As XL also pointed out, a defendant should not be able to denude itself of funds, in breach of the injunctions, and then seek to draw on proprietary funds for legal expenditure. Mr Corcoran had also recently hidden a further account at Monzo bank from XL (using an alias) and had been receiving rent there from a property in his name, listed as an asset in the injunctions. The Judge was unimpressed that Mr Corcoran did not provide even copies of bank statements of that account and agreed with XL that Mr Corcoran was a sophisticated businessman and being a litigant in person was not an excuse for providing no disclosure.

Acts of Contempt

The Judge summarised the key ingredients of contempt and drew on the recent Court of Appeal decision in Varma v Atkinson & Another [2020] EWCA Civ 1602 for confirmation of the proposition that, once knowledge of the order is proved, and once it is proved that the defendant knew what he was doing or omitting to do, then it was unnecessary for the defendant to know that his actions put him in breach of the order.

The Judge found that the expenditure was clearly in breach of the asset dissipation provisions of the injunctions. Despite his lack of the disclosure, the Judge appeared to find XL's evidence suggesting Mr Corcoran did not have more than the maximum sum when making the payments, to be necessary and persuasive. She had little difficulty finding that Mr Corcoran had been served and was otherwise aware (including by his own emails and those from his solicitors) of the terms of the injunctions and had clearly made the expenditures from the accounts in his name and had not denied doing so.

She also found that he had provided no disclosure and rejected arguments to the contrary.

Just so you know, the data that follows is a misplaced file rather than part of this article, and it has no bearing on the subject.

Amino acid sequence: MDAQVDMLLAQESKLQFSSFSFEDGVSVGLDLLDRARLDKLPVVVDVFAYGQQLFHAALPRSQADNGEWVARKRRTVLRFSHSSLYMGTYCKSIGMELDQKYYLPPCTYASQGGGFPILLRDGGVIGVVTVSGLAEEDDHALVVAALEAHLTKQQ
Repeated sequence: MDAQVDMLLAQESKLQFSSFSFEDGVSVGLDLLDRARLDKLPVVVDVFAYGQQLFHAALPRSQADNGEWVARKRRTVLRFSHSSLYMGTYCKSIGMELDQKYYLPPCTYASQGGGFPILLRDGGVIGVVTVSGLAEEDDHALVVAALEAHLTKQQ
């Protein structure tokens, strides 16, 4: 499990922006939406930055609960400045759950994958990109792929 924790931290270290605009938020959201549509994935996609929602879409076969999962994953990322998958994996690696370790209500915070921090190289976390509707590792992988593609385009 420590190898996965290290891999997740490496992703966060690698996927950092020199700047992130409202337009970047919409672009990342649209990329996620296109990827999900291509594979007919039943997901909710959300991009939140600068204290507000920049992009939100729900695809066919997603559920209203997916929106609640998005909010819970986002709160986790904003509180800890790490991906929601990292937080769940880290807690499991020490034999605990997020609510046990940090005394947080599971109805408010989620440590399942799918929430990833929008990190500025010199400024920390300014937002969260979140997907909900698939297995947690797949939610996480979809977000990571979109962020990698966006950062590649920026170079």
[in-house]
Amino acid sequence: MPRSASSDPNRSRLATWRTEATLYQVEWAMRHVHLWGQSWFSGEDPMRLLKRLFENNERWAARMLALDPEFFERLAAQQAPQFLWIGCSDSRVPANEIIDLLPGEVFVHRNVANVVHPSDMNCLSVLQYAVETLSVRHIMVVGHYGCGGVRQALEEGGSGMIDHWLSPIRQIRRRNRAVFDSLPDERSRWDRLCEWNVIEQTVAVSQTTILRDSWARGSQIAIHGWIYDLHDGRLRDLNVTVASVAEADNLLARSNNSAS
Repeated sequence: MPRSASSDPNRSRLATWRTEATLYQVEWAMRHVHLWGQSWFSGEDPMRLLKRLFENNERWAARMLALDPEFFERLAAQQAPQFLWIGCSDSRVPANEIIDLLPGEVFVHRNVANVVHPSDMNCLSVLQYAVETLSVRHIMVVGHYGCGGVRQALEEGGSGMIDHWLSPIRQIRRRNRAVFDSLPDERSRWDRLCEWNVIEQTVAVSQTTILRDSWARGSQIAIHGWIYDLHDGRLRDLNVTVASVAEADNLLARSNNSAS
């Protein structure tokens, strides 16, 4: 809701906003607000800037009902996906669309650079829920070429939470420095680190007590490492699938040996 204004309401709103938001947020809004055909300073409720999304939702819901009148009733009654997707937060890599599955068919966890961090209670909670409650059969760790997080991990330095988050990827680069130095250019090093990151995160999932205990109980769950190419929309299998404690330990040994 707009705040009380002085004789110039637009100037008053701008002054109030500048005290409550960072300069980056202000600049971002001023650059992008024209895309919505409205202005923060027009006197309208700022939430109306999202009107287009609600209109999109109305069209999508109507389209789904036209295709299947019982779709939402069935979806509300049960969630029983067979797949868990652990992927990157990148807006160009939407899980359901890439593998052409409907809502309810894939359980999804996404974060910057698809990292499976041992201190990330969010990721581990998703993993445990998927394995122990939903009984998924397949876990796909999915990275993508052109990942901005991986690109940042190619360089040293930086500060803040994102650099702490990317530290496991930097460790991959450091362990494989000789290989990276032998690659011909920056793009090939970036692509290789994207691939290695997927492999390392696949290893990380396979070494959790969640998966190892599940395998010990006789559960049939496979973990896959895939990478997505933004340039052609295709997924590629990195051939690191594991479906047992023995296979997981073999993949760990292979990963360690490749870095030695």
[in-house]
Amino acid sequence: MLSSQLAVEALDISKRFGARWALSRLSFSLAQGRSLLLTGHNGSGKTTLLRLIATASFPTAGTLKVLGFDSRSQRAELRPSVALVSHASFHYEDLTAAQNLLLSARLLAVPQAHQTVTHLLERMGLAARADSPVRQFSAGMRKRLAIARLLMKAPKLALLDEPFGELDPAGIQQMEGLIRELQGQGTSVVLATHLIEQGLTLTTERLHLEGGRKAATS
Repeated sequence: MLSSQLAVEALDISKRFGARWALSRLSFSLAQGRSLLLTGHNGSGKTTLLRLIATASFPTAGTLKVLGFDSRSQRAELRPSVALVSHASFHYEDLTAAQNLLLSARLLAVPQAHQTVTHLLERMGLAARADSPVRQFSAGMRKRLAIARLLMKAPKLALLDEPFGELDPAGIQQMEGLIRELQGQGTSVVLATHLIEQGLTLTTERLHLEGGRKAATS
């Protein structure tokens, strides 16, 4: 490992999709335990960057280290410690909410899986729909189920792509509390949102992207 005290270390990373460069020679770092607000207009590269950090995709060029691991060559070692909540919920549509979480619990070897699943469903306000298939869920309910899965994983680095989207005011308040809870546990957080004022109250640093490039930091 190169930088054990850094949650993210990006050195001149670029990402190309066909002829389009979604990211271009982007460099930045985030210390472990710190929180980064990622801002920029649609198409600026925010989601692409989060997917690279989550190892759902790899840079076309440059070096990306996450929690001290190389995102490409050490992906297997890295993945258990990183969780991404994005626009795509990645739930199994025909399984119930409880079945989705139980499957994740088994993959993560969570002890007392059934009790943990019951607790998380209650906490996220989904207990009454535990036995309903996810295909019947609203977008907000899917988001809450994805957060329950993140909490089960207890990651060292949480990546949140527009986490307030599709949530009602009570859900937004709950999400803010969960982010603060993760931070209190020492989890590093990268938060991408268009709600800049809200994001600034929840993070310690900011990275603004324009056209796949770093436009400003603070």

Ultimately, the Judge was "sure" to the criminal standard that Mr Corcoran had committed over 800 acts of contempt summarised in Counts 1 to 20 in the annex to the judgment.


The Judge heard argument on sentencing at the substantive hearing and, after handing down judgment on liability, handed down judgment on sentencing (in person, in open Court, in full robes).

She provided a useful summary of the principles that apply (showing, in doing so, that the sentencing case law remains unaffected by the changes to CPR 81 applicable since 1 October 2020). She had no difficulty based on the authorities in finding a custodial sentence was appropriate, noting that maximum two year sentences had been imposed by the Court of Appeal in cases concerning failure to comply with the disclosure provisions of injunctions alone.

She accepted XL's reasons for not suspending the sentence, including the length of time that had passed in respect of non-compliance, the nature and number of acts of contempt, the effect of the lack of disclosure especially on tracing XL's proprietary funds and the lack of attempts to comply with the injunctions or respond to the contempt application or to purge the acts of contempt.

The Judge also drew support for her decision not to suspend any sentence on the guidelines which apply to suspended sentencing in criminal cases (the Imposition of Community and Custodial Sentences Definitive Guidelines), which give history of poor compliance and achieving punishment only by immediate custody as relevant factors. She also accepted XL's submission that it would set a dangerous precedent if a defendant who ignored proceedings was automatically be given a second chance if he ignored the hearing for committal.